GT: The one she wrote that the movie is based on is called “The Long Prison Journey of Leslie van Houten,” and it is good because you read about the time that I represent in the movie and then you head back to look at the advocacy of her prevention to be let out on parole. I learned from Karlene the real details of how they talked to her about it before they kind of, each of them, realized what had happened to them and how they sorted the details of Charlie said, to what they did.
HNS: I watched this movie as an older woman and I think socially, as in American culture, I’d like to believe we‘ve come to the point where we can watch these women and have a degree of empathy for where they were and how they were manipulated into this. I’m wondering if you think that that’s really just kind of a recent thing? If you tried to tell this story maybe 10 years ago… I think maybe #metoo has been a lot of that, maybe we could still not be open to hearing the story and putting some humanity into these girls and seeing this could be almost anyone.
GT: That’s an interesting question. When you are talking about a movie, you’re always aware of prejudice. I think that you’re right, people might not have been as receptive to this perspective because at the end of the day this movie is about their process of getting manipulated and it really replicates an abusive relationship, the personalities of that relationship, like how women, well people, but predominantly women, get trapped inside domestic violence or just an emotionally abusive relationship. How people get manipulated; it’s how human trafficking works, all of it. I think our society is more aware of all that just because of now how things are changing with the #metoo movement and this is just a new generation of people being like, “what?” (laughs) And we’re like “yeah, it really was like that!” and they are “really?” and then we are all embarrassed that we were putting up with a lot more than we even fully realized. This is how things worked! But also, regardless, one of the interesting things about social movement is that even if people think, “that’s bullshit,” they are less likely to say it. So, if people are rolling their eyes, they are rolling their eyes privately because they know we’re all going to be, like “what do you mean?”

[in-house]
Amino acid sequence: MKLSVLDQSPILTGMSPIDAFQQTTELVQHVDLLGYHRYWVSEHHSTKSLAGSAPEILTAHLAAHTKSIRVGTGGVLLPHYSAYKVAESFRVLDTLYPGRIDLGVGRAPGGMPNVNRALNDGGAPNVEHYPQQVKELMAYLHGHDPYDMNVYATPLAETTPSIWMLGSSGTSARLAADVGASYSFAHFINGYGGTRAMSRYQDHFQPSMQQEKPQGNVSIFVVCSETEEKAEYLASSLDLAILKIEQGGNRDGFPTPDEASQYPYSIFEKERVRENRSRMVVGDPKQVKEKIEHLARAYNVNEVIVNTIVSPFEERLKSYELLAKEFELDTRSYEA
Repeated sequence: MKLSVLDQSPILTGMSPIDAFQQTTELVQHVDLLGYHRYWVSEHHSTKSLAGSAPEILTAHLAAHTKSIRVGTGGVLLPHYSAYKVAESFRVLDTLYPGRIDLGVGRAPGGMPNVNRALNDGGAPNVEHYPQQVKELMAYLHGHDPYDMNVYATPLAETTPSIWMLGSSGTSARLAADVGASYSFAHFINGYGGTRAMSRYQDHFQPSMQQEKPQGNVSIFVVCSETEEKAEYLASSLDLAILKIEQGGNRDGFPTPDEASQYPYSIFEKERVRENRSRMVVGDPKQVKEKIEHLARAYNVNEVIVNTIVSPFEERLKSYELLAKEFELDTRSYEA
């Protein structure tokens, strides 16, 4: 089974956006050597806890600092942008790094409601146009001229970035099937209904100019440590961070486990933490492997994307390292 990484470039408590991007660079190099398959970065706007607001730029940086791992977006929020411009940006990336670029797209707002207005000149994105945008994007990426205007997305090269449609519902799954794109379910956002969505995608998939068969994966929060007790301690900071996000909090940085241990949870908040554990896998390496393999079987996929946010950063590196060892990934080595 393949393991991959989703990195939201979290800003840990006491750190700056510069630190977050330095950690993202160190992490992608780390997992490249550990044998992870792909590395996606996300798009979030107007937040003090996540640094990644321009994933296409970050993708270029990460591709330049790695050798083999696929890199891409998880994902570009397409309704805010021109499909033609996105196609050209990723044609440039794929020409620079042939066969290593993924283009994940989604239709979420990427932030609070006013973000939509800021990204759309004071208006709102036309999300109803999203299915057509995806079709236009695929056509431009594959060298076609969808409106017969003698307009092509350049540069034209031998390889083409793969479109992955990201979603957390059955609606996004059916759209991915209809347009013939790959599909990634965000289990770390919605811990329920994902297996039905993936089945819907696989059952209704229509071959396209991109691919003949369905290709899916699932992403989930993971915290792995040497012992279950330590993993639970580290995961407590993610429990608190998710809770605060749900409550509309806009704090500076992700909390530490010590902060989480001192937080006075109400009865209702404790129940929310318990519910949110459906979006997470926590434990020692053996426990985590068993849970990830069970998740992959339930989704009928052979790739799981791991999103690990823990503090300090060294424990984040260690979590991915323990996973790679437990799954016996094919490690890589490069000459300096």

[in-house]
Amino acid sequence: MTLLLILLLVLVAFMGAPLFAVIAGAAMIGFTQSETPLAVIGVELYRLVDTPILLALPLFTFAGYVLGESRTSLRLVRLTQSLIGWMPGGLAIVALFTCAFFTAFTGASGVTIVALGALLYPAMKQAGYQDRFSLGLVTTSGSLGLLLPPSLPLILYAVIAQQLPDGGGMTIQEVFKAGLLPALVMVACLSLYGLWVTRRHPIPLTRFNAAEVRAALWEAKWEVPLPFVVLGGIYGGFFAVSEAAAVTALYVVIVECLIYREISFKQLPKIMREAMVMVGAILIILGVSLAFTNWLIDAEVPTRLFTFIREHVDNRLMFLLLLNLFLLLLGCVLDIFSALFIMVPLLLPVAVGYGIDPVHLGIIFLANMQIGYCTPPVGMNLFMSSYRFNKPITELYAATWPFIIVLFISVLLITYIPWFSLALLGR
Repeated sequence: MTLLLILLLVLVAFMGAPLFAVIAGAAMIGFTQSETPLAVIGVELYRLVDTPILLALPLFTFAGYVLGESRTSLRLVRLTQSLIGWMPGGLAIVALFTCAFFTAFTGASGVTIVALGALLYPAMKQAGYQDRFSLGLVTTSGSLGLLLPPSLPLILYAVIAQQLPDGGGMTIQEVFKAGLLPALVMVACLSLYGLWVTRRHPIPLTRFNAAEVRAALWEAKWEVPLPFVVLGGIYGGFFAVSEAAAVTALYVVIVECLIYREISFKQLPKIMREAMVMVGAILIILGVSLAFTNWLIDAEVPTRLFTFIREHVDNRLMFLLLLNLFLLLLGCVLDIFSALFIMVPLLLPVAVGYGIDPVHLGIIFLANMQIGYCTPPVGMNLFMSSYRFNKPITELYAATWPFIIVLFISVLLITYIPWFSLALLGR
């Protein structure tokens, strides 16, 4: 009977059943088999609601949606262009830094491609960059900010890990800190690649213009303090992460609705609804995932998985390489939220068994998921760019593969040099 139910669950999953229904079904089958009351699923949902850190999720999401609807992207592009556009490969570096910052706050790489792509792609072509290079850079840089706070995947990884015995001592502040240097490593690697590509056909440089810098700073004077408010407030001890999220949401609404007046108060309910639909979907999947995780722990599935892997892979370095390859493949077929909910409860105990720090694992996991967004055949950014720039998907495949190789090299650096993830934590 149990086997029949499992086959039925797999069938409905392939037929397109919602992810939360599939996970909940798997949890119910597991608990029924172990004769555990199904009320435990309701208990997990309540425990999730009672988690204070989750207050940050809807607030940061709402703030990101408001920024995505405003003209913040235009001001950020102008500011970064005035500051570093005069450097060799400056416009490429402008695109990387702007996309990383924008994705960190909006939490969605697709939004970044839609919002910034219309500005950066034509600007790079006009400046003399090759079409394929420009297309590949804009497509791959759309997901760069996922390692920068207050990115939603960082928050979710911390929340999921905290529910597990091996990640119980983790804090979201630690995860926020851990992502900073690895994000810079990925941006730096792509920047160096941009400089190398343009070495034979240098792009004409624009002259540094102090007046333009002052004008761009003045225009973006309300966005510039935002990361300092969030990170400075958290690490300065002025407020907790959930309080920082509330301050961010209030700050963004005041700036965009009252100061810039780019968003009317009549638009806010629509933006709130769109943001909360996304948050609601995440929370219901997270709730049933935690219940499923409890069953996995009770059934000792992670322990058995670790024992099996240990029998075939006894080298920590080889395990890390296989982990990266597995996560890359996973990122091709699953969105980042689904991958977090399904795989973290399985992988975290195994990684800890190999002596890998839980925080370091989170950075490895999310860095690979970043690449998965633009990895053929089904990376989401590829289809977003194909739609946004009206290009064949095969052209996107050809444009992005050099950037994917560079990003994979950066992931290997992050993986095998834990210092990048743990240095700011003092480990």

HNS: Your “American Psycho” fans may be disappointed this is not a true “horror” film.
GT: I’m aware that there are people who are going to be disappointed because this is not a horror movie. You know there is a whole genre of people who love thrill killer stories and love stories like this, I like to call it “the Goth place.” But really, these people (in the movies) aren’t real, as in actual people, and fantasizing the details of a serial killer– its not that cool. In this case, people died horrible deaths!
HNS: I thought it was much more interesting and horrifying to see these girls who were all American girls, for the most part. They were homecoming princesses, and these different things that make you think they’re going to have these perfect lives and then they ended up in this terrible situation.
GT: Yeah, it’s more horrifying but it’s not horror movie horrifying. Whenever you make a movie there are some people who are not going to see what they thought they were going to see.
HNS: You had worked with Director, Mary Harron, before. Were you guys kind of on the same sheet of music as far as how this story should be told? How much impact do you have, or influence did you have, after you completed the screenplay? Did you see what you’d been envisioning play out on the screen and casting and that type of thing?
GT: Well this our third film together and we’re friends. I go and do things without her being the director and I think of her as a friend. We were working on separate things and I gave her pages (of the script) to show her what I’d been working and she said, “this is the best thing you ever written and I wish I could direct it.” Because we’ve worked together, she’s a person who will also ask me what I think and I could do and say whatever I wanted on the set. I had done years of research and often she was telling actors “actually go ask Guinevere that question because she might know more.” I was talking to production designers and as a screenwriter you rarely get that kind of access on the set every day and that’s so special. It was one of my most special experiences because I was sitting right next to monitor and she would literally say “Did you have a note for that take?” At certain points with casting I might have said “that’s an odd choice,” but I kept in mind that she fought for the then unknown Christian Bale (American Psycho). She would say, “don’t mess with me casting wise, I have an instinct for people who are going to be famous.” When you’re casting there is this thing that if you get “big name” you get more money but then if you are casting 42-year-old women who are famous and available they will be too old and if you want to really get lost in the movie it is better experience to watch a movie where you don’t have any preconceived notions from seeing them in other movies.